Home & Work
Change is inevitable and how you deal with it makes the situation easy or difficult. Sometimes it’s easier to accept the change than fight it if you can.
The boys and I have settled into our new home in town and the dogs are adjusting to city noises. It is important to allow your LGD time to adjust to new situations that they encounter. If you move them to a new location or introduce new stock, make sure they bond with those animals and new surroundings. Make sure they know where feed and water are located.
Progress is continuing on the new kennel structure. We finished half of it, and we hope to have the structure completed by the end of September. Its already been used by Waylon with his injured paw. We will add more tin on the sides once the other half of the structure is in place.
The Fall LGD Field Day in Fredericksburg was cancelled, but we have scheduled monthly webinars in place of it for the foreseeable future. Our October webinar will be on LGD diseases and is scheduled for October 21. Check out our Facebook page to register for the event. @TAMUlivestockguarddog
We recently started an Instagram account also. You can follow us @tamulivestockguarddog. You can also check out past webinars on our YouTube Channel at https://www.youtube.com/channel/UCF7YbP6bNDV7___6H8mifBA
Internal Parasites – Gastrointestinal
This is the fourth part of a multi-part series on canine gastrointestinal parasites. The most common type of internal parasites that an owner of LGDs will encounter are worms. There are five main types of worms that your LGD may encounter: roundworms, hookworms, whipworms, tapeworms, and flukes. Last month we covered whipworms and this month we will focus on tapeworms in LGDs.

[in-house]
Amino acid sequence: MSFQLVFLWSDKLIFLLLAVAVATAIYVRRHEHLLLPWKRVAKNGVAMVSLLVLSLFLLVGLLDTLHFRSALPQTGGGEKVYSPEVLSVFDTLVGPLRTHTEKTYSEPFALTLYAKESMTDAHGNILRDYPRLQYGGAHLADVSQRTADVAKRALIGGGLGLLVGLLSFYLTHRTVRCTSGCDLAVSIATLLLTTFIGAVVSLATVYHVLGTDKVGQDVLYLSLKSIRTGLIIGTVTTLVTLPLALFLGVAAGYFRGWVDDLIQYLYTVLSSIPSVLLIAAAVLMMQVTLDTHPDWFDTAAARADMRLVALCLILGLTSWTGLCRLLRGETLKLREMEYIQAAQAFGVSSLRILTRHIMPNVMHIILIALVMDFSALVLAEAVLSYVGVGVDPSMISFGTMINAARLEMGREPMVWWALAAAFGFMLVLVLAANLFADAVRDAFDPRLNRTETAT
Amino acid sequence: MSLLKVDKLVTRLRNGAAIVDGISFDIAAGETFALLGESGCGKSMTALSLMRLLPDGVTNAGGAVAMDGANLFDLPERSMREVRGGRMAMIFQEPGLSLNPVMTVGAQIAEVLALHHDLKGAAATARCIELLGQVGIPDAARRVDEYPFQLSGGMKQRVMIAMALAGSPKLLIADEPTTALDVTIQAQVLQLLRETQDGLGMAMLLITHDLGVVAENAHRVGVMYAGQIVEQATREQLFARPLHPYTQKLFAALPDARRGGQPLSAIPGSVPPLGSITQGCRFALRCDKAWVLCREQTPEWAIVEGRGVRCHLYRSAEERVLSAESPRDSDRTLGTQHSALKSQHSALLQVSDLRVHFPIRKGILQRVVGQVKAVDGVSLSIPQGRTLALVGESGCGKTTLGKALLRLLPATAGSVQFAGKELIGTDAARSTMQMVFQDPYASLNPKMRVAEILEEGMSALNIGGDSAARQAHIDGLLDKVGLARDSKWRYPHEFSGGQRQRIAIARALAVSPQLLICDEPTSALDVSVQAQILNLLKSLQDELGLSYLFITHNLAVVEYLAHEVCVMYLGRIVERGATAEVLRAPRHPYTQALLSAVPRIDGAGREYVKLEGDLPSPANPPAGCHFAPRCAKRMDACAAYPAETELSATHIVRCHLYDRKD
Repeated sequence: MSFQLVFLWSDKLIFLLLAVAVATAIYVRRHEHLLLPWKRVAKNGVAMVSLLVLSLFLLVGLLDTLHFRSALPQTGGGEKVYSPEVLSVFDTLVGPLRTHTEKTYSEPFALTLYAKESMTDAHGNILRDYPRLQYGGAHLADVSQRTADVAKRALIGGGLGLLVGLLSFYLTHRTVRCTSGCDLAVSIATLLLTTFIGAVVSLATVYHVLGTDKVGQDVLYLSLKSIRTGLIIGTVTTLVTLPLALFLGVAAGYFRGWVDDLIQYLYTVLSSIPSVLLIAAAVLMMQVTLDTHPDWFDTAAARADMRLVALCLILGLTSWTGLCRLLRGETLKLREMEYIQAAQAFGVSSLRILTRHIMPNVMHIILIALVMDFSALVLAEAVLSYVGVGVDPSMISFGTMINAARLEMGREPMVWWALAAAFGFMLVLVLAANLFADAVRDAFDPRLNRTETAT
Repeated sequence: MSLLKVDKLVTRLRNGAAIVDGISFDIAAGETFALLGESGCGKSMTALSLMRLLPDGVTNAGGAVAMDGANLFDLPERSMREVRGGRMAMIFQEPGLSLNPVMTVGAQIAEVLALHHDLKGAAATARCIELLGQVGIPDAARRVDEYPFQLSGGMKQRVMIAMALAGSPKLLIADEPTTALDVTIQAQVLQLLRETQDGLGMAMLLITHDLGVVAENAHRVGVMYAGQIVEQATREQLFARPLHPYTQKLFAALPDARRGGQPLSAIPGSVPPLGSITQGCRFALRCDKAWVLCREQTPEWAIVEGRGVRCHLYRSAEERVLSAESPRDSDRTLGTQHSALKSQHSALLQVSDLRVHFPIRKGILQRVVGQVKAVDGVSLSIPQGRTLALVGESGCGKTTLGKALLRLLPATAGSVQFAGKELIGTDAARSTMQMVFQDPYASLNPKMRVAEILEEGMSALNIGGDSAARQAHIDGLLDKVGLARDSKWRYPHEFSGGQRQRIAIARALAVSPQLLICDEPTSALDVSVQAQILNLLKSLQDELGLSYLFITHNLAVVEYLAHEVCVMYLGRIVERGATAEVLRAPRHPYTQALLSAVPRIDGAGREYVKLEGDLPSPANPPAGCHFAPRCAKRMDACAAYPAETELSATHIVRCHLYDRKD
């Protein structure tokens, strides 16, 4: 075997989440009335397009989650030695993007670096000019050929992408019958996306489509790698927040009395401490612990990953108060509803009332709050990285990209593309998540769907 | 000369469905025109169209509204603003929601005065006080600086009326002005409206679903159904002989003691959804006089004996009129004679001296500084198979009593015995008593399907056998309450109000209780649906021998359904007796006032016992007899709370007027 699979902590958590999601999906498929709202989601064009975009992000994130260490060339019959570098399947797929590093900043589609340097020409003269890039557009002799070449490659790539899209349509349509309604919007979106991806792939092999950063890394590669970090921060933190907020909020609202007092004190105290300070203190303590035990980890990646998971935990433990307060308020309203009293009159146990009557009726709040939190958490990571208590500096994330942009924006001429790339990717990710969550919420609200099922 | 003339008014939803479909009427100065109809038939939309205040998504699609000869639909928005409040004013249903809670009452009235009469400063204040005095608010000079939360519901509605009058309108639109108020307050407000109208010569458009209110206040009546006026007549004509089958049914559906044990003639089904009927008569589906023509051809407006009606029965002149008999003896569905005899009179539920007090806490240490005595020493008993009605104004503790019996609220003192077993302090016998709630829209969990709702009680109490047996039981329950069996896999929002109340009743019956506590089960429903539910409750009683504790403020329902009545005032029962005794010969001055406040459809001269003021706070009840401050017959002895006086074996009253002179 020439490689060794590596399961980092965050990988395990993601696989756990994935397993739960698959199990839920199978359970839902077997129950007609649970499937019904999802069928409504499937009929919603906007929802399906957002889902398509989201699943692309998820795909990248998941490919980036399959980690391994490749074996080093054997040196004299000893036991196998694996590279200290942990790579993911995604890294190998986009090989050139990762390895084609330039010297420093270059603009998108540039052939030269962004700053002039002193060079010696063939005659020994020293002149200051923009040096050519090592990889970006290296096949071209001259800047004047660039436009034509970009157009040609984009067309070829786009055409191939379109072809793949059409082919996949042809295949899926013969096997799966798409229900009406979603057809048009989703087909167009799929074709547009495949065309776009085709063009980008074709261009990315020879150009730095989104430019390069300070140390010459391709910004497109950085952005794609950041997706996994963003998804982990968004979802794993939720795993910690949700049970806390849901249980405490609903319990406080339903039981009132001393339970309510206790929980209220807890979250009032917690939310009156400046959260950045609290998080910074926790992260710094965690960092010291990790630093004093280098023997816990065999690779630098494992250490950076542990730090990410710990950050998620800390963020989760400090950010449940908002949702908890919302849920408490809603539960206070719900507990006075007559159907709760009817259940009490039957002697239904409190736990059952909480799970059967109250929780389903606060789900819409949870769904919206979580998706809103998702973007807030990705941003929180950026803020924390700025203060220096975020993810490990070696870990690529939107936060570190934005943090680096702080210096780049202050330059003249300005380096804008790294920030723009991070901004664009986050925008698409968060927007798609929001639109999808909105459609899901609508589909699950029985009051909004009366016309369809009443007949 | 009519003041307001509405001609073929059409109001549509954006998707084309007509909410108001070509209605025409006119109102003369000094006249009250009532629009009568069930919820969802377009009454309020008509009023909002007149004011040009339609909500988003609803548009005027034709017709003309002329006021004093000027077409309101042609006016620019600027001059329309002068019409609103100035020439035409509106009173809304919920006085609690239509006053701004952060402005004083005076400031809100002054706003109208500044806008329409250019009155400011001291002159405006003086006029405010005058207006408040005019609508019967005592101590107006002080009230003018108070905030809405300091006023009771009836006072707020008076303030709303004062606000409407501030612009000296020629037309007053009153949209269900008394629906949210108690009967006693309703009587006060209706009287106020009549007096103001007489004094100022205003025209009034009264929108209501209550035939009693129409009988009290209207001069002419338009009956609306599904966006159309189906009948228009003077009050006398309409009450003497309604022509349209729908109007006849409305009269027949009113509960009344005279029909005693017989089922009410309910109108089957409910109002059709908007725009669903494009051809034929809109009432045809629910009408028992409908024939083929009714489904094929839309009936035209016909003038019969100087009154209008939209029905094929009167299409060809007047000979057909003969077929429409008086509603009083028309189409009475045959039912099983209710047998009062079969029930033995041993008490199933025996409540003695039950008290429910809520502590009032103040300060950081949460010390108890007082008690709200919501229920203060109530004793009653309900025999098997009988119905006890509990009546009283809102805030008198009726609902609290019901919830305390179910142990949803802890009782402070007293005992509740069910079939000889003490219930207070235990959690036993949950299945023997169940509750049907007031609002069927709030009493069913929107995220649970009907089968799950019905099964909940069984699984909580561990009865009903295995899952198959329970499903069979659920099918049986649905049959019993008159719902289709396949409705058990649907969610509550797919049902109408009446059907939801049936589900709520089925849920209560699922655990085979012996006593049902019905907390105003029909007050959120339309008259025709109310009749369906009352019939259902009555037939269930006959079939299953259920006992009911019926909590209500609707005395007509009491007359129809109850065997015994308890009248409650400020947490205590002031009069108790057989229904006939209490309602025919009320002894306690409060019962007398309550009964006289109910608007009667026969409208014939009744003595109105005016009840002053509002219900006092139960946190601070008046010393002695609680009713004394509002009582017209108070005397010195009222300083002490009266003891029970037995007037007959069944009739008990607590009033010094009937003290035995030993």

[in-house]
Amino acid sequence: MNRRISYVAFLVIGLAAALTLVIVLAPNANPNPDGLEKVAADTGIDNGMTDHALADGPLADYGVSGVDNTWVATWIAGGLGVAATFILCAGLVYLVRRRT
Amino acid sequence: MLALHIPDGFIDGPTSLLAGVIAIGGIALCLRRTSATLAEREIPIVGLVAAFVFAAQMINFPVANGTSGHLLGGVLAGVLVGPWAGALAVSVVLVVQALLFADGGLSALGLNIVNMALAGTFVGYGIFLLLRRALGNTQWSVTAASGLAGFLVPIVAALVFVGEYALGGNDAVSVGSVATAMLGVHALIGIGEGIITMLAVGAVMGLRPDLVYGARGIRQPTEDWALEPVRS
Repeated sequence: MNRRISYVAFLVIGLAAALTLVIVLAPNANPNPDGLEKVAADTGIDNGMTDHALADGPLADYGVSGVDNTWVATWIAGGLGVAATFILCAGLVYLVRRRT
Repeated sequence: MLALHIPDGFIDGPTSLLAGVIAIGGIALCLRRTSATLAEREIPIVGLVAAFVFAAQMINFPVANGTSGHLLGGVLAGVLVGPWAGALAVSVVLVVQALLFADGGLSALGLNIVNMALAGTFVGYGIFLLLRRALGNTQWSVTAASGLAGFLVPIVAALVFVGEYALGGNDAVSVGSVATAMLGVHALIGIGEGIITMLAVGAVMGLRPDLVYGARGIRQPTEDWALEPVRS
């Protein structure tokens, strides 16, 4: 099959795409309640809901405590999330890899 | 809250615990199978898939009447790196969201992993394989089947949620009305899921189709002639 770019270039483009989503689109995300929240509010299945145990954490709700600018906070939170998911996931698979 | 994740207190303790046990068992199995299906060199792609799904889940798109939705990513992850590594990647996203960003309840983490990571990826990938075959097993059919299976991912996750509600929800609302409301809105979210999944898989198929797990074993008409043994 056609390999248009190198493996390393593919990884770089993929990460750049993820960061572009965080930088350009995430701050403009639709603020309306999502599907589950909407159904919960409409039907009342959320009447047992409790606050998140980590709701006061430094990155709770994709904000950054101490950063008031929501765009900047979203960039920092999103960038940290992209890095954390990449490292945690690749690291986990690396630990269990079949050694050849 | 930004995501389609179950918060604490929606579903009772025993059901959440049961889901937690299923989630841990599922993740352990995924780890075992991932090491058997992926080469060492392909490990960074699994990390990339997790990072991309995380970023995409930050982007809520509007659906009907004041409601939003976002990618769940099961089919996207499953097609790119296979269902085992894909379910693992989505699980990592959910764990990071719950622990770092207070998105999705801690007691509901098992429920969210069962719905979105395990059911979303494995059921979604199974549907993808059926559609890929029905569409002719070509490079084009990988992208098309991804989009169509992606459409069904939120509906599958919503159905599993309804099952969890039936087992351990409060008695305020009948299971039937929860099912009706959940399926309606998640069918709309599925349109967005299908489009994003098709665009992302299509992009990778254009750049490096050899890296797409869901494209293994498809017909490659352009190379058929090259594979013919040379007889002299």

There are several types of tapeworms that may infect dogs. Adult tapeworms are segmented worms found in the intestines of dogs. However, they rarely cause serious disease. Most urban dogs eat prepared foods and have restricted access to natural prey and usually acquire the common tapeworm from eating fleas. Livestock guardian dogs on the other hand, have more access to various small mammals, in addition to raw meat and offal from large mammals. The possibility of exposure to several different tapeworm species can be expected in these dogs and regular deworming is required. On sheep ranges and wherever wild ungulates and wild canids are common, livestock guardian dogs may acquire the hydatid tapeworm.
Hydatids are primarily parasites of dogs, coyotes and foxes. Dogs become infected by eating offal containing hydatid cysts. These cysts have thick walls and may enclose many smaller cysts containing small tapeworm heads, giving them a sandy looking appearance. The cysts develop into adult worms once inside the gut of the dog. The adults then produce microscopic eggs with thick shells to protect them from environmental extremes. The eggs are passed into the environment when the dog defaecates and can be spread by insects, wind and water.
Signs of tapeworm infection vary from a failure to digest and absorb food normally, irritability, variable appetite, and shaggy coat to colic and mild diarrhea. There may be no signs in mild cases. Tapeworms typically settle in the small intestine of dogs and may break into segments often found in the dog’s feces. Diagnosis is based on finding tapeworm segments or eggs in the feces or stuck to the hair around the anus of the dog.